One thing that is very apparent in his speech is his use of reason to bring people to his line of thought. When he talks about all of the English soldiers in America he makes a very good point. A person may not really think about it at first, but Patrick Henry asks what could the soldiers really be there for except to force the Americans into doing what the king wanted (Henry 117). For any given action, the motives are not often very much considered (except in national politics and in relationships, where it seems that the only thing that really matters is the motive behind the action). Patrick Henry also makes a really good point when he is convincing the colonists not to wait to fight. He asks whether the colonies will get stronger or weaker with waiting around for the English to do something really enraging and dastardly (Henry 118). This probably made the delegates give another thought or two to their own opinions.
Despite all of his appeals to reason, Patrick Henry uses every sentence and every noun, verb, and adjective to appeal to the other delegates' emotions. He uses really harsh words and the imagery in the speech makes the English out to be suspicious people who would force the colonists into doing something harmful without listening to the colonists input. It is no wonder that with an impression like this the colonists would want very much to fight for their independence. I would not like living under such a government either. The mixture of Rationalism and emotion makes me think of Deism. Deism was a religion, and yet a good many rationalists were Deists. Despite how wonderful and perfect reason is, we are all still humans, and thus we all have emotions. It is impossible to have reason with no emotion. Religion is a very emotional thing, so it does not surprise me that the rationalists had a religion, and likewise that emotion plays a role in this rational argument.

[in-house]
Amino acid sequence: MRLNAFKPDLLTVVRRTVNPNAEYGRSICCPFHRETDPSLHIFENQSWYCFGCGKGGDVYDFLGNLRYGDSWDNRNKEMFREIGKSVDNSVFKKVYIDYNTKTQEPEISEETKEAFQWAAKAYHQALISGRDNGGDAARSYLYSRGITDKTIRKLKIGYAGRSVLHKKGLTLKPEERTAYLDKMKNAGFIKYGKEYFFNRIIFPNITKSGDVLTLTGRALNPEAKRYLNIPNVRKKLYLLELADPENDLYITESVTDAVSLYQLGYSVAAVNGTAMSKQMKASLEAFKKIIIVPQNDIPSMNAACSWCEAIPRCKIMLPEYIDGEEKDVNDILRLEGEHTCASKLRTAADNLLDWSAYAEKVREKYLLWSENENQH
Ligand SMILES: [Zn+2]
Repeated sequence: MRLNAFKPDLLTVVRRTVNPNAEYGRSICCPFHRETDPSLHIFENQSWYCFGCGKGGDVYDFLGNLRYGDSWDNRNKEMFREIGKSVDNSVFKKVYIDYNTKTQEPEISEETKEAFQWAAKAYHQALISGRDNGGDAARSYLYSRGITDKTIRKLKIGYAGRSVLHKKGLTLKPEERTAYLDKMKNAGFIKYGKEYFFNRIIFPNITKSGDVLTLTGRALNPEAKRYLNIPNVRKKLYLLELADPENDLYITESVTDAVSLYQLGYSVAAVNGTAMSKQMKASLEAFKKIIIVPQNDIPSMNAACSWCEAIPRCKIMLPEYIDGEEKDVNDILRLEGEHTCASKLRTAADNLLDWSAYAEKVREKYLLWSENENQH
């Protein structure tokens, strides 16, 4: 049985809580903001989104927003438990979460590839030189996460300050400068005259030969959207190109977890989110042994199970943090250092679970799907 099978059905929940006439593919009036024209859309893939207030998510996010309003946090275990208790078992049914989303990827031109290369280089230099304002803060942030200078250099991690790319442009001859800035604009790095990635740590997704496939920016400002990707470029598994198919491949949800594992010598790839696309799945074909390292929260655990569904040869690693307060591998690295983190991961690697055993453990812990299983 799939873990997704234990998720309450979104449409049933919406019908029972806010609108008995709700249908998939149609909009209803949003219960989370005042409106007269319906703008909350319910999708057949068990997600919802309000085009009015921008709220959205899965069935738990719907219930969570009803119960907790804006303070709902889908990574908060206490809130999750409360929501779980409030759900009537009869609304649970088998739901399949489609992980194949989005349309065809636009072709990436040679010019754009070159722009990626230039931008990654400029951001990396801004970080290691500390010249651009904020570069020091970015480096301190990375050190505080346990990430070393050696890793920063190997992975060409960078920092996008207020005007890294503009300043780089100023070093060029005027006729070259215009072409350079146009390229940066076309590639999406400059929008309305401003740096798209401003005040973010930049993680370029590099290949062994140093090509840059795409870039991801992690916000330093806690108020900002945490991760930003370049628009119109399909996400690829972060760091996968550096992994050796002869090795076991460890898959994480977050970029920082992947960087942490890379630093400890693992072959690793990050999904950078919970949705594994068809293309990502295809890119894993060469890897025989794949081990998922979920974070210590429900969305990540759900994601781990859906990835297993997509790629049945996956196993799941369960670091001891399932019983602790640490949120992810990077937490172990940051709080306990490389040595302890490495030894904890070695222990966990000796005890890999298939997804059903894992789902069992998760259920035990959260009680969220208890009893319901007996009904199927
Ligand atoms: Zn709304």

I think that Patrick Henry and others who reasoned like him must have played a huge role in the American revolution. In history class we talked about how the Americans felt very English themselves after the Seven Years War, so it must have taken so very good solid reasoning to get the popular support for the revolution. Over all I think that the rationalists were solid people and that Deism has quite a bit of merit to it, and if I was not so darn Catholic I would probably consider looking into it a lot more than I already have.
Henry, Patrick. "Speech to the Second Virginia Convention." Comp. Jeffrey D. Wilhelm, Ph.D. and Douglas Fisher, Ph.D. Glencoe Literature. American Literature ed. Columbus: McGraw-Hill Companies, 2009. 97-99. Print.